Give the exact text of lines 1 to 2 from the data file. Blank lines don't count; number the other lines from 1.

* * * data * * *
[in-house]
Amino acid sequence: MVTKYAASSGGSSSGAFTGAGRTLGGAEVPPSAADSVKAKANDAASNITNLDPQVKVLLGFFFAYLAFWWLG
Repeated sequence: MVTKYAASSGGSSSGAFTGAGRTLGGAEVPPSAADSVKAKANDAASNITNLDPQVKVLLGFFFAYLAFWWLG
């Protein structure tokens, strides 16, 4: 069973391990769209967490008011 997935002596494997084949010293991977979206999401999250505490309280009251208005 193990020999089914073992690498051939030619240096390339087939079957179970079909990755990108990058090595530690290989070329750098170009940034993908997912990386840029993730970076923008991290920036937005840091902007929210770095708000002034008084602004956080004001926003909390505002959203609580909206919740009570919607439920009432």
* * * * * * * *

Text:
[in-house]
Amino acid sequence: MVTKYAASSGGSSSGAFTGAGRTLGGAEVPPSAADSVKAKANDAASNITNLDPQVKVLLGFFFAYLAFWWLG